Grace (Emma Serjeant)
Judith Wright Centre, Performance Space
27 – 30 July
Modern audiences’ appetite for circus is almost insatiable and in this circus city, there has been no shortage of quality contemporary circus shows thanks to the excellence of companies such as Circa, Casus and Company 2. Despite this almost cluttered climate, however, Emma Serjeant’s “Grace”, shines in its originality as much as its execution, showing that contemporary circus clearly still has much to offer.
The solo show presents the story of Grace (Serjeant), an apparently successful and happy photographer. Although not entirely likeable, she is authentic in her disbelief of the impact of one incident as part of an ordinary day while she is just out walking, simply heading to buy some socks. It’s a motif continued as Serjeant makes her way from stage to question and take polaroid photos with and of audience members before encasing the space in caution tape in chaotic culmination in contrast to the work’s earlier, calmer contemplations.
The show begins with Serjeant, aloft in aerial hoop, looking down upon a stage cluttered with a variety of props to be used to play out the fragmented memories of her life, recalled in reflective pieces. Although her initial first person narrative is appropriate to this introspection, the device does not always work to full effect as when it punctuates floor work, words become accompanied by distraction of the sounds of movement and exertion. By contrast, however, when third and first person narration merges in fragmented recall of the event at the centre of her experience, with snippets tumbling over each other, it is a powerful experience.
At the extreme of easy definition, “Grace” presents a mix of circus, theatre, dance, video and original music, with elements combining to tell the story of what happens in five seconds of the protagonist’s life. And this variety is one of the show’s most appealing aspects, ensuring that its hour running length never drags, even through some strange balloon tricks of the sort definitely not to be tried at home.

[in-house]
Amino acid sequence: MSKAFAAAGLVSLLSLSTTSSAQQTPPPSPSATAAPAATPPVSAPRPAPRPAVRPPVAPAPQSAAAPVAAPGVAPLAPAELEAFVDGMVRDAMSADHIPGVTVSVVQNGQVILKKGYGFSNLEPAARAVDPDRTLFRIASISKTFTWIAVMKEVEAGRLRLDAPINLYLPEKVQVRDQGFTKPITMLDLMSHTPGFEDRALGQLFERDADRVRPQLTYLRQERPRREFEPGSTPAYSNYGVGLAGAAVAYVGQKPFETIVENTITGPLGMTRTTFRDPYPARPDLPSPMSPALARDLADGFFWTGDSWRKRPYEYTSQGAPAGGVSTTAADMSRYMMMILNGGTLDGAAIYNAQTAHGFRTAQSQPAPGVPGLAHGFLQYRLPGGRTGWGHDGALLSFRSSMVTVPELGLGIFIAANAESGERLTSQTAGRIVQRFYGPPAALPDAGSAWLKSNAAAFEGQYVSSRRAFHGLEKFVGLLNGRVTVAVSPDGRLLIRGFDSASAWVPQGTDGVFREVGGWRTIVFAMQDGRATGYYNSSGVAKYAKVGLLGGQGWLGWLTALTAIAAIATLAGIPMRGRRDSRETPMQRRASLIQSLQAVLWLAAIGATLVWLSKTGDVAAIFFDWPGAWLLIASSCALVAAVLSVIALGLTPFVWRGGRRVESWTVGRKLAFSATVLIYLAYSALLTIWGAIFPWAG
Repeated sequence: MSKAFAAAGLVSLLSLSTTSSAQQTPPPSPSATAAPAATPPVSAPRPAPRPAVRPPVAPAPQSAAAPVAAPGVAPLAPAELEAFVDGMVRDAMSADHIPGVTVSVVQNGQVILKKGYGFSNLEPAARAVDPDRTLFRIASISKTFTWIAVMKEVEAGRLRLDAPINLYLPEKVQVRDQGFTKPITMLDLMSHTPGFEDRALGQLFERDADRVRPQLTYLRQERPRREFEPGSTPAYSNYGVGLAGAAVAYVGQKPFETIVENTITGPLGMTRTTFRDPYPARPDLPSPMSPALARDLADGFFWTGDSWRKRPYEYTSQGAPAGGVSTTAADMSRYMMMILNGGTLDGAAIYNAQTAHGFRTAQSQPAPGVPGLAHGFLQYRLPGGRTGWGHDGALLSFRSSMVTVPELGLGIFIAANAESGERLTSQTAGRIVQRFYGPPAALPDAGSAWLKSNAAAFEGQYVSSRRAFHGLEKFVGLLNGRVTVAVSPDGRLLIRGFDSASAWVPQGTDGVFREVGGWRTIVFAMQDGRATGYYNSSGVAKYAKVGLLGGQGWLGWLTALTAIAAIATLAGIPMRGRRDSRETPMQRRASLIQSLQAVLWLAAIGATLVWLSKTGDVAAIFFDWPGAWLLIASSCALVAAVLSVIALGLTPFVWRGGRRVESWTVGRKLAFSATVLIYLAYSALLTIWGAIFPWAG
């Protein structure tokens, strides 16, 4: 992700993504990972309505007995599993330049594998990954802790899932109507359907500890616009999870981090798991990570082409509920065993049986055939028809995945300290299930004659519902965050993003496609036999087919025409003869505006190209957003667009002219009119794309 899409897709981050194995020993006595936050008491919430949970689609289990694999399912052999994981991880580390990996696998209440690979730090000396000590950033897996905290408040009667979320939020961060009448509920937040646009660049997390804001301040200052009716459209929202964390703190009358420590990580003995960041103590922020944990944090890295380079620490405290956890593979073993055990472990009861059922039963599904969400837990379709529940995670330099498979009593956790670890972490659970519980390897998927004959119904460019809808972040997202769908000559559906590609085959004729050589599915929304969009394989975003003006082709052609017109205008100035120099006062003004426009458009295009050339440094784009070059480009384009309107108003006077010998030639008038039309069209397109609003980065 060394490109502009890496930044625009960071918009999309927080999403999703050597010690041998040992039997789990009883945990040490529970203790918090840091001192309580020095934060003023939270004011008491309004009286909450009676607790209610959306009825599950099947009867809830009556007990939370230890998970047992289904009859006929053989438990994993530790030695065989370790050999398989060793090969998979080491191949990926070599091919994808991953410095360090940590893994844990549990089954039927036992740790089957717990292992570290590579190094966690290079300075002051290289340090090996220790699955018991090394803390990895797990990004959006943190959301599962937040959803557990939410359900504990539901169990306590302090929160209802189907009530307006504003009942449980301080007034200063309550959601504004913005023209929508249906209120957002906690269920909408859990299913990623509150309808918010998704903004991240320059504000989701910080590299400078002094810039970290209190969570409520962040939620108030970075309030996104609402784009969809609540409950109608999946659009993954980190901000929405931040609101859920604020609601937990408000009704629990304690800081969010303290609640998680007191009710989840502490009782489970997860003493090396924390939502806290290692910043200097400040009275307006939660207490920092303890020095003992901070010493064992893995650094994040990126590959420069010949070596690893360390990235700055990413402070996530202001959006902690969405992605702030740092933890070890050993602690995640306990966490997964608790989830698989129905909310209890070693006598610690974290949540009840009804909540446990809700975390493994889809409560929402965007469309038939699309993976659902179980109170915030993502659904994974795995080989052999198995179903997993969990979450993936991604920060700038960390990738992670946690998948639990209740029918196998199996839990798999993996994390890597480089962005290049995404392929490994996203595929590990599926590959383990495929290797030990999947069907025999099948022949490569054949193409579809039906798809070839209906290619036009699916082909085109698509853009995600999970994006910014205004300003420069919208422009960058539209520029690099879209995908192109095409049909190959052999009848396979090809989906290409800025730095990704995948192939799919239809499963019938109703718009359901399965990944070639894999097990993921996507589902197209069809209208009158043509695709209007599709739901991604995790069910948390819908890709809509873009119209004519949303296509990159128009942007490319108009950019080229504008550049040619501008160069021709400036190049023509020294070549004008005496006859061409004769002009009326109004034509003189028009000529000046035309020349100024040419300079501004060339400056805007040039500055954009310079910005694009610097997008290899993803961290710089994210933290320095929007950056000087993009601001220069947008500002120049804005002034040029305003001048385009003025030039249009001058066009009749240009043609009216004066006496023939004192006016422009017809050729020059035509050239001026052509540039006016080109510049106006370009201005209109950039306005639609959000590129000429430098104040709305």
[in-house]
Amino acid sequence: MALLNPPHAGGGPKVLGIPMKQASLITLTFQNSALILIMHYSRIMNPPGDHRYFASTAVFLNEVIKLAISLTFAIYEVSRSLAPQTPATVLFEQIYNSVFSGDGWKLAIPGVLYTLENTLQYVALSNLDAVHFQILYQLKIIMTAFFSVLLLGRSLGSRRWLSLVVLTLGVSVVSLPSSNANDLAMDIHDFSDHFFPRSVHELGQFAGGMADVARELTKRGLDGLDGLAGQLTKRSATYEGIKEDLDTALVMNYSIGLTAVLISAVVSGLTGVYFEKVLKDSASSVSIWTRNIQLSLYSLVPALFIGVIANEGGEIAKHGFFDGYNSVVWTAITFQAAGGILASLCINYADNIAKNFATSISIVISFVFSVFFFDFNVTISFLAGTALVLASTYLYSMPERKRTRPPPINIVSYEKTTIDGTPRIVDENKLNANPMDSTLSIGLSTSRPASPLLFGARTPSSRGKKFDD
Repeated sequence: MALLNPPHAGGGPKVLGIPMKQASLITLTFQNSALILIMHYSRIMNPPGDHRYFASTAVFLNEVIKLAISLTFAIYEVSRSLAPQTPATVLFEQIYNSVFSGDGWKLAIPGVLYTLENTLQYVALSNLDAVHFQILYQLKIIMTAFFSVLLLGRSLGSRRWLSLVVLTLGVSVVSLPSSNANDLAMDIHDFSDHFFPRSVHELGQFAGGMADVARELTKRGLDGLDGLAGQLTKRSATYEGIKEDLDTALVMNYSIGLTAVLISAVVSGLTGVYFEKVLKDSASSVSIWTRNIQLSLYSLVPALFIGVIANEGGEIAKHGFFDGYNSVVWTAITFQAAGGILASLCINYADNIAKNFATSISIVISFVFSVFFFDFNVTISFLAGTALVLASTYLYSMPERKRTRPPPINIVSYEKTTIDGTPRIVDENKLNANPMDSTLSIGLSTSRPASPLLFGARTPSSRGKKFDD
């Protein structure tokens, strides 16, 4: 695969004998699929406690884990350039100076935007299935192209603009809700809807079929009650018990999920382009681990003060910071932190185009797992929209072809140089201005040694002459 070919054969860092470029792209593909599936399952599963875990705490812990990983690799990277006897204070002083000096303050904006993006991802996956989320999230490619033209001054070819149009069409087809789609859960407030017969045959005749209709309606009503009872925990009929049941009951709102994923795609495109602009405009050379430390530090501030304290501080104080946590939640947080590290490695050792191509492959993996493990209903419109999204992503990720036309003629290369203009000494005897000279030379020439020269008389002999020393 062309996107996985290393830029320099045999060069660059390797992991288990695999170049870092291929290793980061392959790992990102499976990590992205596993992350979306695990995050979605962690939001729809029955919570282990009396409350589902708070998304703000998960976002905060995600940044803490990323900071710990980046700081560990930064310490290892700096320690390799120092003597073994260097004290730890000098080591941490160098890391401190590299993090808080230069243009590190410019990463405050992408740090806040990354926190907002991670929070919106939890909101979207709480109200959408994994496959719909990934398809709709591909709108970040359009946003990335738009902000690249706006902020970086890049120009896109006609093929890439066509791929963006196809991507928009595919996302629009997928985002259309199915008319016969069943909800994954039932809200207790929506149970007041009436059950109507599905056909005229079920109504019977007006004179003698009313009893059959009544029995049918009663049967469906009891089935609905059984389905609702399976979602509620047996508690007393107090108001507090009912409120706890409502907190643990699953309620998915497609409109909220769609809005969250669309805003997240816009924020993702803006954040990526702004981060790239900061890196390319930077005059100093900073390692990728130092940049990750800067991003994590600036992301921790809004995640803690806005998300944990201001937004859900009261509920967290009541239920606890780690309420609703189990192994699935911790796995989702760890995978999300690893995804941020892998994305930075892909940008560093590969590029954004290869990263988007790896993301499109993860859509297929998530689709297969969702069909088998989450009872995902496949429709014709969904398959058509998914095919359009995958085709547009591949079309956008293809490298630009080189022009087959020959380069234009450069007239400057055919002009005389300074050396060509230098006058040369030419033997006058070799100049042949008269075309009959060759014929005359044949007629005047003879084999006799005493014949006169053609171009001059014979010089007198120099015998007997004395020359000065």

“Grace” is a physical show that sees Sergent contorting into a wooden box and through a metal ring (while atop hand balancing canes) and balancing atop a waist high tower of bottles and wooden planks. In each undertaking, she twists her body into interesting and unusual shapes, creating lovely lines and showcasing superb strength and grace, adding to the power of the piece. The most memorable and beautiful moments, however, come from the charismatic performer’s skillful aerial work.
While at times, its soundscape is in danger of dominating, during sections of heavy breathing and alike, it ultimately crescendos into an appropriately moving conclusion. Lighting too, particularly enhances latter sections, creating enshrining evocative shadows of on-stage action.
As the representation of the journey of a woman on the edge, “Grace” offers an engaging and interesting narrative take from a multi-talented and versatile contemporary circus practitioner (Serjeant co-founded Casus and has served as ensemble member of Circa). In her hands, there is no danger of contemporary circus finding itself too comfortable and Brisbane audiences should feel privileged to experience the show’s World Premiere season ahead of its transfer to the Edinburgh Fringe Festival next month.
Photos c/o – https://www.facebook.com/JudithWrightCentre